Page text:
HERBAL TEA STIRS UP KIDS’ BEVERAGE SEGMENT
he popularity of herbal infusions or tisanes, like Rooibos, has surged in the last few years with more consumers drinking loose leaf, bagged, ready-to-drink and flavoured tisanes.
In 2021 alone, South Africans consumed more than 70 million cups of herbal tea – 5.7% up from 2020, with no signs of decline. Analysts say tisanes are likely to record the second highest growth of all tea categories, with an annual growth rate of 12.7% in the 2022 to 2026 forecast period.
Tisanes are also making inroads into the kids’ beverage market, with its health properties and wide range of flavours satisfying the pickiest of palettes.
What is packed with antioxidants, has no sugar, zero calories, and no caffeine? Herbal infusions! Touted as the healthy, refreshing beverage option for kids in 2023.
Nicie Vorster, a director of the SA Rooibos Council (SARC) says tisanes aren’t just for grown-ups anymore as instant and ready-to-drink tisanes are paving the way for strong positioning among families, children and teens.
“Herbal tisanes fill a real need for health-conscious parents that are looking for low sugar, antioxidant-rich beverages for kids. The fact that tisanes are both calorie- and caffeine-free adds to their appeal.
“Previously, 100% fruit juice was considered the gold standard for healthy kids’ beverages, but as more parents became aware of the high levels of sugar in the food and drinks their kids consumed, including the high levels of natural sugar in fruit juices, many started to dilute juice with water. While some manufacturers responded with products consisting of a blend of juice and water, it hasn’t quite taken off – partly because of taste and partly because of fewer nutrients, so there’s a big demand and opportunity for healthier kids’ beverages.
“For some kids that are used to a sweeter taste profile, plain herbal tea might not be appealing, but sweetening it with fruit juice of their choice is a great alternative to 100% juices or juice-and-water blends. This way, it cuts out the sugar, but keeps the antioxidants. Teens, who love to experiment, can use tisanes as a base, and add natural sweeteners, fruit, herbs and spices to satisfy their thirst.”
According to an international consumer survey conducted by Global Data, eight in ten parents say their choice in product is influenced by how it will affect their child’s health and well-being.
“There’s nothing a parent wants more than their child to be healthy and happy,” he says. “While the occasional sugary beverage is acceptable, it shouldn’t be the norm, especially given SA’s high obesity rates among adults and children alike.”
The SA National Health and Nutrition Examination Survey (NHANES-1) points to a combined overweight and obesity prevalence of 13.5% in children aged 6-14 years, which is higher than the 10% prevalence among schoolchildren globally. In addition to obesity, frequent consumption of fizzy- and sports drinks, increases children’s risk of type 2 diabetes, high blood pressure and tooth decay.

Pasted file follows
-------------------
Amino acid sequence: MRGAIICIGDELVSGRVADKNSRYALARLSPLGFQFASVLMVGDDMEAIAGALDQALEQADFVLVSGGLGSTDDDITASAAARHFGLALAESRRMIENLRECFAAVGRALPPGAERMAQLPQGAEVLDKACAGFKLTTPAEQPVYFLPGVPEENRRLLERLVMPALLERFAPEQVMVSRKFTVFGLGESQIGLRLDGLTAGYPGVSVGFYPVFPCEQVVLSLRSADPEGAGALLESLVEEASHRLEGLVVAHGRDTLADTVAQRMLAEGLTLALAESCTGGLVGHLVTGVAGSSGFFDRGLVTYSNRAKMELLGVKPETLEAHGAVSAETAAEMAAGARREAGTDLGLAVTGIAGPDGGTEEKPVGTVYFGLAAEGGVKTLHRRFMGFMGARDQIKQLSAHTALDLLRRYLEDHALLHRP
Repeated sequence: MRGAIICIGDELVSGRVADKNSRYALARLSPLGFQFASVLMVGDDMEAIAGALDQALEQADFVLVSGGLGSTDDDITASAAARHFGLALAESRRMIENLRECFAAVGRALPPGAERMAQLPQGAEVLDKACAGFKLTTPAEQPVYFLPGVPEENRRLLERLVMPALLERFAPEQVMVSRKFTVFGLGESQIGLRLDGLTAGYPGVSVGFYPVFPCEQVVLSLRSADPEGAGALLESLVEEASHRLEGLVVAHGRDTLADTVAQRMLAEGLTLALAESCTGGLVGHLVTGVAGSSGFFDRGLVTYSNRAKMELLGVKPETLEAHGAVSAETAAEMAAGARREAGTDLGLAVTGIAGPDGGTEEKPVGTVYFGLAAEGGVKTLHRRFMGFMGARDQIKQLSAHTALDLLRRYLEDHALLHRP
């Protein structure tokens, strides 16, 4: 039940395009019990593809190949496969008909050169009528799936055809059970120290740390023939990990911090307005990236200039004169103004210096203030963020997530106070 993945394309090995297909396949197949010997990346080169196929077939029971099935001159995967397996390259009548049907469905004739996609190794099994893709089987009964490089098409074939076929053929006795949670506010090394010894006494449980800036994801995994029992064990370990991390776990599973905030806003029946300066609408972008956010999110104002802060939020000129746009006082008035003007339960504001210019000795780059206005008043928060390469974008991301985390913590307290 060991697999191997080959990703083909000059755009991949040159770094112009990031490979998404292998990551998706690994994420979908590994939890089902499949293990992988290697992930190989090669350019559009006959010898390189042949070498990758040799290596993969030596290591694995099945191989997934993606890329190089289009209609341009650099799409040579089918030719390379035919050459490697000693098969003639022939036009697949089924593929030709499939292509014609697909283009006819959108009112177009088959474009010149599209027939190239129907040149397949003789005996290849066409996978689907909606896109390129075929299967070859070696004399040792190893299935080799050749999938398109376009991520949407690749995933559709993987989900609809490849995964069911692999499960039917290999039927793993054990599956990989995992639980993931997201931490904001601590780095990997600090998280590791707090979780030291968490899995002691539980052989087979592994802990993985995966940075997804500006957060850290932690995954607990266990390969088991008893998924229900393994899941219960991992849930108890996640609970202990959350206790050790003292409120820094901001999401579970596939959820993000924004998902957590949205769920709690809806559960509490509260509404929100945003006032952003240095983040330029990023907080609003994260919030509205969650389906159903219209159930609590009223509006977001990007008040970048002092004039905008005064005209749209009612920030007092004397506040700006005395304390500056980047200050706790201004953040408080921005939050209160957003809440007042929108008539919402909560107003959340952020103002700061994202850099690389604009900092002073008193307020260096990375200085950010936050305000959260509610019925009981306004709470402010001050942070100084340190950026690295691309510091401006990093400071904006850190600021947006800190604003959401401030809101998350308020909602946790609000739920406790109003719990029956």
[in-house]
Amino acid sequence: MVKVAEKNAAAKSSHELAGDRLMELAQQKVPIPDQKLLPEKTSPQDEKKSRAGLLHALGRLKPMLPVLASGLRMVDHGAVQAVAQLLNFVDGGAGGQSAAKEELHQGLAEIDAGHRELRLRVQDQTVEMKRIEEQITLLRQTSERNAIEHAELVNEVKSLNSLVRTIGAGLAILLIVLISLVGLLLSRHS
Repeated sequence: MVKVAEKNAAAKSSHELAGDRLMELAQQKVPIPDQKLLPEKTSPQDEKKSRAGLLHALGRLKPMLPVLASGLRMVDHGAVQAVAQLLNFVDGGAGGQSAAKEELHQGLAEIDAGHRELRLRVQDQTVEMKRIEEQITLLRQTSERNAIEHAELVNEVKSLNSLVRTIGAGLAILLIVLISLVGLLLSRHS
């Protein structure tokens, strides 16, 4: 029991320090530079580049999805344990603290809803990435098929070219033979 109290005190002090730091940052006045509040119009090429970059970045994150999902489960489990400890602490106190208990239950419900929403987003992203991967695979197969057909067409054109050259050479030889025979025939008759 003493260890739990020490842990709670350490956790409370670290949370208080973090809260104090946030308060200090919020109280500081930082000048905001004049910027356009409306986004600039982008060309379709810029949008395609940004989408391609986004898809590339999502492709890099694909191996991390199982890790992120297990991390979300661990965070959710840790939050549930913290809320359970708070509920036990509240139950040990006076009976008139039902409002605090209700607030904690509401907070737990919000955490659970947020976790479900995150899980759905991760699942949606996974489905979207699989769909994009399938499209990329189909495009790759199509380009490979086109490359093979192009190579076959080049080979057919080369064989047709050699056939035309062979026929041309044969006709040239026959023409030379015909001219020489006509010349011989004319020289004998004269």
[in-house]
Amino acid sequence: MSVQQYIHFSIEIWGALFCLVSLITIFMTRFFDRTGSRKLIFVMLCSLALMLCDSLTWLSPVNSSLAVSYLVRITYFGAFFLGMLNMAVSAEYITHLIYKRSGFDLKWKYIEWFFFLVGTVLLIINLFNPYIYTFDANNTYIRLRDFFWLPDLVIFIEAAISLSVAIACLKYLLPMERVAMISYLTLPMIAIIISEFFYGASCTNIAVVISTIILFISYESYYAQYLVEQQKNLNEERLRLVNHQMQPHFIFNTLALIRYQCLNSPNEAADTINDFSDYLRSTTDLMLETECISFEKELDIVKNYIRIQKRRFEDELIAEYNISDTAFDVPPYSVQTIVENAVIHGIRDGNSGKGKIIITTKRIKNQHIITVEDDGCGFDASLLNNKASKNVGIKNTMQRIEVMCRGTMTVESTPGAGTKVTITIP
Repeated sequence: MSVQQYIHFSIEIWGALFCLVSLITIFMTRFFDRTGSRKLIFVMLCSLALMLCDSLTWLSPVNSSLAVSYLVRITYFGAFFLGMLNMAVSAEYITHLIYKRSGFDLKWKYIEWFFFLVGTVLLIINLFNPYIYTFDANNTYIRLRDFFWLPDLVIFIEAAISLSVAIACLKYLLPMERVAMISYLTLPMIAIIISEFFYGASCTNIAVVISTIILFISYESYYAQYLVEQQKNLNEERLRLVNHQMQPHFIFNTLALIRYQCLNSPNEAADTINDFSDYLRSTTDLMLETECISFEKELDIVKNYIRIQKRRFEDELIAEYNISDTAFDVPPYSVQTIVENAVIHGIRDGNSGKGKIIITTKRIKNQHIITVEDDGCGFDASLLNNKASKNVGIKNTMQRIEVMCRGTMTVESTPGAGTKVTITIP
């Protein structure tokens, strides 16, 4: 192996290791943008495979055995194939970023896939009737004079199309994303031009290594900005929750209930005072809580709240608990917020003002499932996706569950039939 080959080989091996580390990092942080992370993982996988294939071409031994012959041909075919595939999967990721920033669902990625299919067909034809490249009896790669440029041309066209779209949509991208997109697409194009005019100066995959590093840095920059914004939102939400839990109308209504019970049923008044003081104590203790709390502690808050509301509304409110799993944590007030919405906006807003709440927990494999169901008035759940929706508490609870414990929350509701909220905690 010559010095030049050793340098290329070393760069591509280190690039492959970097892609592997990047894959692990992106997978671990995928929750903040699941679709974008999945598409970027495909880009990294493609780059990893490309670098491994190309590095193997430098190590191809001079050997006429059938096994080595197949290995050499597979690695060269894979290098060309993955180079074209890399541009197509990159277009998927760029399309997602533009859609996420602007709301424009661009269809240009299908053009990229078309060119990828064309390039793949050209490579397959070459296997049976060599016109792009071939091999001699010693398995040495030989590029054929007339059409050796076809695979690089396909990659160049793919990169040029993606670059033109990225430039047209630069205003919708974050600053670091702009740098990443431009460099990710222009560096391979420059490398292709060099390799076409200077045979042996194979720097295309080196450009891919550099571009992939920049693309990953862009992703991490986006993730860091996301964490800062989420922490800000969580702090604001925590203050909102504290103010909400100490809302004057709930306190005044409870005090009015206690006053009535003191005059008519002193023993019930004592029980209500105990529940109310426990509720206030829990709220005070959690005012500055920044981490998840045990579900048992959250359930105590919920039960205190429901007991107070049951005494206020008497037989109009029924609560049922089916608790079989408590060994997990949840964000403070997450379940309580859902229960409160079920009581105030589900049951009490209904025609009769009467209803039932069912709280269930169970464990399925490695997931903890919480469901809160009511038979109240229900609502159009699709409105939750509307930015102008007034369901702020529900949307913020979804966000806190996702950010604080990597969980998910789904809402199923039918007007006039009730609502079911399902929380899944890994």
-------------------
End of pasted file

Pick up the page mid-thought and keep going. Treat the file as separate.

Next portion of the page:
Vorster says guiding children towards more balanced options is important for their overall health. “Manufacturers of Rooibos products have developed exciting new kid-friendly food and beverages – many of which are already available at leading supermarkets around the country.
“We believe the use of functional ingredients (food that offer health benefits beyond their nutritional value) will be the key to kickstarting innovation in the kids’ segment. Herbal infusions also offer health benefits that create product differentiation.”
Scientists consider Rooibos to be a good source of polyphenols that boast a wide range of health benefits, because of their antioxidant and anti-inflammatory properties. Polyphenols represent a superfamily of diverse compounds found in plants – from root to fruit. Rooibos is particularly rich in these compounds.
Drinking Rooibos daily has been proven to boost immunity, reduce the risk of heart disease and cholesterol and it can help fight inflammation, which is the root cause of cancer. Rooibos is also effective at controlling blood glucose, relieving stress and anxiety, soothing allergies and digestion, and is good for the brain.
“Kids will love Rooibos on its own; mixed with fruit juice (two parts juice with one part Rooibos) or they can enjoy any of the numerous flavour combinations, such as Rooibos and berry-, apple-, naartjie-, peach etc or Rooibos blended with other herbal infusions, like chamomile, elderflower and honeybush. The bonus is that Rooibos is naturally sweet, so additional sweetening is rarely needed. For time-pressed parents, there’s even powdered iced tea products made from Rooibos extract, which make for an ideal refreshment at break time or after school.
Vorster says while relatively new, the kids’ tea category has all the elements of success.